Read the full commentary at:
D o v e t a i l R e p o r t
Lead Author: Kathryn Fernholz
Forest management certification has been applied to virtually every type of land ownership around the world and in the United States, except for U.S. National Forests. The debate over the certification of federal lands, and National Forests in particular, has been wide-ranging. Forests within different categories of federal land in the US have been certified, including lands managed by the Department of Defense, National Park Service, and Fish and Wildlife Service. To date, however, there has been no certification of National Forests. There are several reasons for this situation, including opposition by environmental interest groups, barriers erected within FSC-US as a result of that opposition, and reticence on the part of the U.S. Department of Agriculture (USDA) and Forest Service to pursue National Forest certification.
The U.S. Forest Service manages 193 million acres (78 million hectares) of land and has 155 national forests. These lands comprise 8.5 percent of the total land area of the United States. Management activities that occur (or don’t occur) on these lands have environmental impacts as well as implications for businesses and local, often rural, communities.
This report explores the history of the discussion about certification of the National Forest System (NFS), potential challenges associated with certifying these lands, and the importance of moving forward.
To download the full report, visit:
Dovetail 2011 Report Collection
Printed in their original full color format and complete with all tables, figures, and citations, this 130+ page bound collection of 13 reports is a perfect reference source, current issues backgrounder, or gift for client or colleague.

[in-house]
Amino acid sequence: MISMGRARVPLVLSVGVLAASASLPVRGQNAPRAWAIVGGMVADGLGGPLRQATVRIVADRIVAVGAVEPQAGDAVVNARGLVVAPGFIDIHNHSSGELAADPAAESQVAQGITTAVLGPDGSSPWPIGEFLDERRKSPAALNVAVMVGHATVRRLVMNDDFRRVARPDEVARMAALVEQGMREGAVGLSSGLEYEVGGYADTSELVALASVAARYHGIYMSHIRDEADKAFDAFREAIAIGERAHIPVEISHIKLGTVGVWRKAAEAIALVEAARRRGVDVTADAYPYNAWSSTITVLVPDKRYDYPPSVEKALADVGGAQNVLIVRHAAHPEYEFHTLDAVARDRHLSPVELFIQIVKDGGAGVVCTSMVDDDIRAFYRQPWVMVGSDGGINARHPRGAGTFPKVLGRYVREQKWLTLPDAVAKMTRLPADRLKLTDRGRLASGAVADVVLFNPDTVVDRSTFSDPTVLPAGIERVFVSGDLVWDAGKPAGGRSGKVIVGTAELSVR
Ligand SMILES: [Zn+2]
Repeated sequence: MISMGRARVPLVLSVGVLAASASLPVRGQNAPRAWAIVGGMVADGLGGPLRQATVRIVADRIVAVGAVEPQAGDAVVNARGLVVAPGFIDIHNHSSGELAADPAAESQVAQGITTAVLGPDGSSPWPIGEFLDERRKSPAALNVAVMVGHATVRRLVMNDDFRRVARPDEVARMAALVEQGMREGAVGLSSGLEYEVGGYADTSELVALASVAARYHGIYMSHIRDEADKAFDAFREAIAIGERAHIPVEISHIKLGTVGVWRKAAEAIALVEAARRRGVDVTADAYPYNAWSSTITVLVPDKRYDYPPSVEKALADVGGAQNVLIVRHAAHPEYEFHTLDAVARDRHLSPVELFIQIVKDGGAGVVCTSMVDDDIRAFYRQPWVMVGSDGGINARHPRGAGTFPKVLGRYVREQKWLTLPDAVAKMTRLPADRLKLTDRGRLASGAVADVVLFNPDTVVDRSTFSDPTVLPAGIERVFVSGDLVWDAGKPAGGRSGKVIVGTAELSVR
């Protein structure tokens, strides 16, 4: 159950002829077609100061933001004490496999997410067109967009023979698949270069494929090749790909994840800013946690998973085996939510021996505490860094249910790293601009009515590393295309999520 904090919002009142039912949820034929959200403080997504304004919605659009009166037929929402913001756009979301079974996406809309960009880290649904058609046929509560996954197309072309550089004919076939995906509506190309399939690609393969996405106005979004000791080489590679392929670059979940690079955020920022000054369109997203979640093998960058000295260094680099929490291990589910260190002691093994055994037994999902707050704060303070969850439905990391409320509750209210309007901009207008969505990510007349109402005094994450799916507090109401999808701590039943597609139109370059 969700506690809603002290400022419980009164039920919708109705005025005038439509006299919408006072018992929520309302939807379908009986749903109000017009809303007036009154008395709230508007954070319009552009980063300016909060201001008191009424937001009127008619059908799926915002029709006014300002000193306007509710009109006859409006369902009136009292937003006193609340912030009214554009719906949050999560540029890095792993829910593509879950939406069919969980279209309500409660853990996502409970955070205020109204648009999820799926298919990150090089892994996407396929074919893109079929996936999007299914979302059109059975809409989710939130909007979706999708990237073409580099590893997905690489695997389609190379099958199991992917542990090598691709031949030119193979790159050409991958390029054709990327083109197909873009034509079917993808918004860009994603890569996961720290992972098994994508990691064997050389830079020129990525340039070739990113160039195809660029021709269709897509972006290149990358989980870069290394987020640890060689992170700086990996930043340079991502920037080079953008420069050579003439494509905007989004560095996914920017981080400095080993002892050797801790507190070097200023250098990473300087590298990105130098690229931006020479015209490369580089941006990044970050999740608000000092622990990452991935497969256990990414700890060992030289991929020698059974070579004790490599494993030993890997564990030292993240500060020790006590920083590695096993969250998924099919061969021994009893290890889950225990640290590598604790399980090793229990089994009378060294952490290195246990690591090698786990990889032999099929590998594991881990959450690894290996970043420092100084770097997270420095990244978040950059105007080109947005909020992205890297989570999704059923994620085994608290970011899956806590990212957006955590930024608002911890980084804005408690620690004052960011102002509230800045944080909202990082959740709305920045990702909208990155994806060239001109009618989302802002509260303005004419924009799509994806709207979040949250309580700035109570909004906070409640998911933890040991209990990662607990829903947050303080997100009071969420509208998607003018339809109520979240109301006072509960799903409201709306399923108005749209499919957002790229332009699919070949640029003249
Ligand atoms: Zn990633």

Sold individually this collection would cost more than $90.00!
Environmental Education Videos
A number of informative videos/DVDs on environmental topics are available for purchase through Dovetail Partners. All videos are created for middle school through adult audiences. Several of the films have received awards of excellence and recognition.
Click here for additional information and to place an order
Access to expert speakers on diverse environmental topics
Staff and Associates of Dovetail Partners are available to speak on a variety of topics and offer diverse areas of expertise. Book a speaker for your next event today!
Dovetail Partners, Inc. & Growing Edge Facilitation are collaborating to provide “For Benefit” businesses the support they need to survive and thrive in today’s complex business environment.
Read more at: http://dovetailinc.org/content/helping-people
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“The Outlook” is the monthly e-newsletter of Dovetail Partners Inc, a 501c3 nonprofit corporation.
Dovetail Partners is a highly skilled team that provides authoritative information about the impacts and trade-offs of environmental decisions, including consumption choices, land use, and policy alternatives.